Crystal Beasley is on a mission to bring a slice of Southern home cooking to Portland. Two weeks ago, the 30-year-old Arkansas native opened a food cart, serving up old-fashioned berry and cream pies made just the way her granny did. With her little red wooden cart, skirt, vintage apron and accent straight out of Designing Women, she looks the part, too.
But looks can be deceiving. Behind the beaming Southern hospitality and freshly baked jumbleberry pie, Beasley is actually a tech-savvy interactive designer. Her job is to make websites easier and more enjoyable to use. But to do that, she has to understand how people make decisions and how easily those decisions can be swayed. So she decided to combine her fascination with psychology with another passion—baking—and built a food cart-cum-science lab, aptly named PieLab, allowing her to use customers as human guinea pigs while keeping her family pie recipes alive.
Beasley came up with the idea after reading about a cafe in Japan where customers receive what the person in front of them has ordered.
"I kept thinking, 'Man, Portlanders are so strange, and they would totally dig on that.' It's... a whole new way to connect people," she says.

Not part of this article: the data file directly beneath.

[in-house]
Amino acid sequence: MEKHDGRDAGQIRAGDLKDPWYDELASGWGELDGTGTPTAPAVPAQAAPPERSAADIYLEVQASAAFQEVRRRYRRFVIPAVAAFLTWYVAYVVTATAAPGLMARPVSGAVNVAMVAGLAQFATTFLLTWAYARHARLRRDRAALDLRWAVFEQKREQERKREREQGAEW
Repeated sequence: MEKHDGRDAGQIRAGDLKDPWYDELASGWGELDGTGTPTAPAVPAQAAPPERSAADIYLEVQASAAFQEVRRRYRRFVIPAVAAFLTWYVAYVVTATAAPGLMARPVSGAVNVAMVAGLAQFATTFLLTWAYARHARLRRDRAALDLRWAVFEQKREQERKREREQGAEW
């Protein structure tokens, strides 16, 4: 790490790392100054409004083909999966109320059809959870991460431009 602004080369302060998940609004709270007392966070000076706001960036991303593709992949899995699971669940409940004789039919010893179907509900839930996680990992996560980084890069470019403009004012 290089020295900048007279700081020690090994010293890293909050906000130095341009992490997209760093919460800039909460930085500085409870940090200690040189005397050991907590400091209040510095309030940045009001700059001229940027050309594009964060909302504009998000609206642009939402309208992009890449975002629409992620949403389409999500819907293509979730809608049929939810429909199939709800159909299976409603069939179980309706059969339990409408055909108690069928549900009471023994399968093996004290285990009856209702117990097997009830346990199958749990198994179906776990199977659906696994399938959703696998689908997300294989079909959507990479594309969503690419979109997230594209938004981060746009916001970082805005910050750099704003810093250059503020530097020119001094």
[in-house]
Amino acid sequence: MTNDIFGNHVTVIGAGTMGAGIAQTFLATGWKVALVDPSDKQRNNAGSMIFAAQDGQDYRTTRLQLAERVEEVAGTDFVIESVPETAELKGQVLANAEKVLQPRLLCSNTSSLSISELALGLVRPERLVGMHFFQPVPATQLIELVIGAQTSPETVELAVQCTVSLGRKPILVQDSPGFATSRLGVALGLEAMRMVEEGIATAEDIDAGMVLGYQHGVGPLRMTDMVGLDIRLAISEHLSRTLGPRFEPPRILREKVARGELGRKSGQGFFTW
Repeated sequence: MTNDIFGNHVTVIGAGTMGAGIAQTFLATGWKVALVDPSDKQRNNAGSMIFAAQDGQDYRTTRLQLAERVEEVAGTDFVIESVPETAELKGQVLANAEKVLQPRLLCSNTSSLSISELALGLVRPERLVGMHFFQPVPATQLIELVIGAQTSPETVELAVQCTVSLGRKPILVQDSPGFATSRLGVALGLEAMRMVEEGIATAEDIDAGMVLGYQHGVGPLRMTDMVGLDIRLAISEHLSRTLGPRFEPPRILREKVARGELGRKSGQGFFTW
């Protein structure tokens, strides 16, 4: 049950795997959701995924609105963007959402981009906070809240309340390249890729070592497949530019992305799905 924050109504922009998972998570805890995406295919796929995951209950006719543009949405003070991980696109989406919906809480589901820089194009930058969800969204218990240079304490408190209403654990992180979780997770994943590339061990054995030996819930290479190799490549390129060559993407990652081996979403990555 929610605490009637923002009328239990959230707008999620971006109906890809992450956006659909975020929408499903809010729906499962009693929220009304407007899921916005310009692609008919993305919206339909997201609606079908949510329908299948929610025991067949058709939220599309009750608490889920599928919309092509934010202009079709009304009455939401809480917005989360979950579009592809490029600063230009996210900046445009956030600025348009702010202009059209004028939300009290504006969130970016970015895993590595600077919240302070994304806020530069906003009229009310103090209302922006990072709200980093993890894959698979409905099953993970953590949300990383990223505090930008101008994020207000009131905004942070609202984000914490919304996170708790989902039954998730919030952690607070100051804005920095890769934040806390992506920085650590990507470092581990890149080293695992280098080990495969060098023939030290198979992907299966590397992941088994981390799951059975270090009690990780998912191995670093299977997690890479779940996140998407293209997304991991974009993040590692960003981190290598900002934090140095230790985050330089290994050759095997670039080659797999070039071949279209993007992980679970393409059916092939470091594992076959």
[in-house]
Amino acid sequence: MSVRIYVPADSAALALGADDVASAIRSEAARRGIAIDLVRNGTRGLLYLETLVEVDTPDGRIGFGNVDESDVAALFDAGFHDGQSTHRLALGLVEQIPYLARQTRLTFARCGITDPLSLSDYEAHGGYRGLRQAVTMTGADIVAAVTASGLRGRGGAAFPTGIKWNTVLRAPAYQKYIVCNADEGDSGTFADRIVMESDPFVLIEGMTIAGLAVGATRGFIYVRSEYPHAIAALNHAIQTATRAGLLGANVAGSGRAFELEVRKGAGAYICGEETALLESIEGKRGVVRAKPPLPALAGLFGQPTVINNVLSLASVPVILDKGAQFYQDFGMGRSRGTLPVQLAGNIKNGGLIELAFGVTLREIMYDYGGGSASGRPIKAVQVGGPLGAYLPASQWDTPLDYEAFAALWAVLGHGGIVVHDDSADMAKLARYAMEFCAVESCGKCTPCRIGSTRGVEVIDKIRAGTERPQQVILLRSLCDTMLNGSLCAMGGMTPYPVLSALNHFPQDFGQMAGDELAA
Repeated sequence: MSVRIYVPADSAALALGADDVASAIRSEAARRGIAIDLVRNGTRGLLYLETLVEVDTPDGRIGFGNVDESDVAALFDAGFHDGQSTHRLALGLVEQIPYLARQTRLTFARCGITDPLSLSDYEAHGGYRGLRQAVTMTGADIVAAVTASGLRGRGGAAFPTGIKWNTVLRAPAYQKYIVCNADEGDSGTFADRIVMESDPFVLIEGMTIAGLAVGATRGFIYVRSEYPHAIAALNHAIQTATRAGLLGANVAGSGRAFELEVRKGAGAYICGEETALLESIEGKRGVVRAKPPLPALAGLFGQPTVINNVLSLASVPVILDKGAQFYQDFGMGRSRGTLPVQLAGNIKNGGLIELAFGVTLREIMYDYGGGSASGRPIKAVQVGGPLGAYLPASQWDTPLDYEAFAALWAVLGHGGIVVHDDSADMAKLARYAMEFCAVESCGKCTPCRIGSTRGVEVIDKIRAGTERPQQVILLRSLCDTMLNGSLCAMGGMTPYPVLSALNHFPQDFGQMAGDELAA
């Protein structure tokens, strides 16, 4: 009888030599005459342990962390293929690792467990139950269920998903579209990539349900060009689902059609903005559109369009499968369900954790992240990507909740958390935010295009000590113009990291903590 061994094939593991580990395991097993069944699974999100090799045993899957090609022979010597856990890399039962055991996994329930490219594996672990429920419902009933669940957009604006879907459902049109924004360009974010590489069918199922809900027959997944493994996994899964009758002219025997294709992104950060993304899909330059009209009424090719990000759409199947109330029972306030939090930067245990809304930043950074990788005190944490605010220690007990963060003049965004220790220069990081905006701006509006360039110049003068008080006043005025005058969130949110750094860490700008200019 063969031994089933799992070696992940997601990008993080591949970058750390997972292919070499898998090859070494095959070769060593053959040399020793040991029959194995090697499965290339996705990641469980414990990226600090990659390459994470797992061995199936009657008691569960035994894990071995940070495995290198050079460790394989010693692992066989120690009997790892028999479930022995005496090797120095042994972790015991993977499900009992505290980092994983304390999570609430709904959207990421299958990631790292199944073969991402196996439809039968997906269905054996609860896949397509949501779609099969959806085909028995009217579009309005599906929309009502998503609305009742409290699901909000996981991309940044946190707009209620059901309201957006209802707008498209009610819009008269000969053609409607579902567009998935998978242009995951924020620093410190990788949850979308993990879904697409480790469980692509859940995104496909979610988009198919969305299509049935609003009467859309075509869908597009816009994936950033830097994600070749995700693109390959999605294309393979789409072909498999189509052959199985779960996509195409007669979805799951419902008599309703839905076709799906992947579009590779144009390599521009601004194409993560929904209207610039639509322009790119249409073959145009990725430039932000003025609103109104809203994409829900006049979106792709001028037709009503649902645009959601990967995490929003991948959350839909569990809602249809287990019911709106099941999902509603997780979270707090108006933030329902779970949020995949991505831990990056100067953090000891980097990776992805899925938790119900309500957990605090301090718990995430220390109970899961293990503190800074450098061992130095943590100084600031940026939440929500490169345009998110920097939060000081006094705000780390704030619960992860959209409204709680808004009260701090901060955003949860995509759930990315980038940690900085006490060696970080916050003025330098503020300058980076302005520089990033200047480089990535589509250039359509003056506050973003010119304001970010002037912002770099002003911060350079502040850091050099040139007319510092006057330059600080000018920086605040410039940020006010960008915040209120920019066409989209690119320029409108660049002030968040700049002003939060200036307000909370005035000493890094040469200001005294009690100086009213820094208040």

She put the idea on "crowdfunding" website Kickstarter and asked people to make small donations toward the project. Within hours, support and money started flowing in from people all over America as news of her idea spread throughout Twitter and the blogosphere, raising $1,650 to help cover construction and permitting.
"There were a couple of people from Brooklyn, there was somebody in Alabama—they gave me $100! I was like, 'You're never gonna see this cart!' It was great. And I think part of it is more about the psychological [aspect]. Part of the product—as much as it being pie—is what I'm able to write about it and learn from it."
In addition to the original game that inspired it all, at the real cart customers may be asked to spin a wheel, play "Rock-Paper-Scissors" or "sell" their choice for a discount. Sometimes, they won't even realize they're playing a game. It's all worth it for a taste of her desserts, which recently included mixed berry with orange-ginger streusel and strawberry-rhubarb pie.
If locals don't mind their pie served with a side of subterfuge, Beasley will present her findings at the next South by Southwest conference and run the cart again next summer.